Royal Navy Aviator Hits 1000 Flying Hours
ROYAL Naval AviatorLieutenant (Lt) Thomas ‘Tug’ Wilson, who is the Flight Commander of 203 Flight embarked in HMS MONTROSE, hit the magical 1000 flying hours whilst conducting a flying sortie in the North Sea last week.
Landing on the flight-deck of HMS Montrose from the routine sortie, he was greeted by his Flight and the Ship’s Commanding Officer, Commander Conor O’Neill. On Congratulating Lt Wilson, Commander O’Neill said;
“This is a proud moment for any aviator, and we are delighted to share it with him. 203 Flight and their Wildcat have been fundamental to HMS MONTROSE’s recent operations, and we are very glad to have them as part of the team.”
Lt Wilson, an Observer from a busy frontline Squadron, 815 Naval Air Squadron at Royal Naval Air Station (RNAS) Yeovilton, has conducted numerous flying operations during his 8 year flying career in the Royal Navy’s Fleet Air Arm. Lt Wilson said;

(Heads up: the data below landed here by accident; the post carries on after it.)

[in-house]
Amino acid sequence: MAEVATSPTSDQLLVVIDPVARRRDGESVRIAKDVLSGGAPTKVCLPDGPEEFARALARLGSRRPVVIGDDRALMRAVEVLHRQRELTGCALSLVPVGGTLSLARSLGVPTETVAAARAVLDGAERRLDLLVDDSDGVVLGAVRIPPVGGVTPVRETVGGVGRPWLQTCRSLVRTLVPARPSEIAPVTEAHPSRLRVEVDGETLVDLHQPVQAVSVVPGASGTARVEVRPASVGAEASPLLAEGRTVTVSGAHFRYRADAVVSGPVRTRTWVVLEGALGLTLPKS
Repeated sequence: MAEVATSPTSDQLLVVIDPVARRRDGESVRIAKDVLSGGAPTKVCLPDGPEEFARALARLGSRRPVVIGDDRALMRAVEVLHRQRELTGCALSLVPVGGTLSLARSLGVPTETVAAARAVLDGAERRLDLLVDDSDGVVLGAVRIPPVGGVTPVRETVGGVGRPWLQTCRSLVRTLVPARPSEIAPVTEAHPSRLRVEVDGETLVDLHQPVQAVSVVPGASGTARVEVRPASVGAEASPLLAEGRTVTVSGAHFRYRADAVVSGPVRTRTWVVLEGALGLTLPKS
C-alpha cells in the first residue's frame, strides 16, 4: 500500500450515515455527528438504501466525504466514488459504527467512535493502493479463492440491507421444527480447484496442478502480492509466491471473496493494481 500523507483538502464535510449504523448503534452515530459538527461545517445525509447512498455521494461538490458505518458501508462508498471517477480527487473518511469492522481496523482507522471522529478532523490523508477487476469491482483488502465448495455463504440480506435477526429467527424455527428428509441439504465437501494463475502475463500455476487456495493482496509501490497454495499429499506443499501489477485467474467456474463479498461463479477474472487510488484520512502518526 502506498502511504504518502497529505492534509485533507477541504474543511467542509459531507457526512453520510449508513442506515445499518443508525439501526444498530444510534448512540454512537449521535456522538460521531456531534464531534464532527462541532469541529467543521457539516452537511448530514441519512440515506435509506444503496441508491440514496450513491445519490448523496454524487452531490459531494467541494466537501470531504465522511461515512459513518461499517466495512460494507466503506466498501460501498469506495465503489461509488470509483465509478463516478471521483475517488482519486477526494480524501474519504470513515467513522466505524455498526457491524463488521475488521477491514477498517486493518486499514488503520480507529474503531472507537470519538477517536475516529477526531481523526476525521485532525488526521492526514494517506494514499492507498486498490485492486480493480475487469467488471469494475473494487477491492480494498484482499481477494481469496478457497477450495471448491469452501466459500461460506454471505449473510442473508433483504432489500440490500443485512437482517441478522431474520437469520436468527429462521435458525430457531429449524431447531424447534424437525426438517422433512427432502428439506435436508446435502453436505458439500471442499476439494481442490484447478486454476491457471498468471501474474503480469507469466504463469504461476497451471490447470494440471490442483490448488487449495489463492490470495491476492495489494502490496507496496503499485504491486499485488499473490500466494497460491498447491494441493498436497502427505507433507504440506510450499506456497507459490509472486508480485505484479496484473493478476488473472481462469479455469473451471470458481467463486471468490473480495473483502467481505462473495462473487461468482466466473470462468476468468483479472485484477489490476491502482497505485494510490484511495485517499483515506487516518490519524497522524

“Achieving my 1000th flying hour whilst conducting operations is something I will remember throughout my career in the Royal Navy.”
The Commanding Officer of 815 NAS, Commander (Cdr) Jaimeson Stride also commented on Lt Wilson’s milestone in his career.
“Reaching 1000 hours is a key milestone in any aviator’s career and it is pertinent that Lt Wilson is reaching this while embarked in HMS Montrose since this is the natural environment for any member of 815 NAS. Lt Wilson is a dedicated and professional Observer who has now been operating Wildcat for a little over a year and has been Flight Commander of 203 Flt for 6 months. Reaching 1000 hours sets him up well for his forthcoming deployment in HMS Montrose.”
203 Flight, part of the Wildcat Maritime Force based at RNAS Yeovilton in Somerset, embarked in the Type 23 Frigate from Plymouth three weeks ago, when the Ship was activated at very short notice to protect UK waters. The10 strong Flight under the command of Lt Wilson with their state of the art maritime helicopter, have conducted training and operational sorties to ensure not only that they remain an effective force and provide the Ship with operational capability.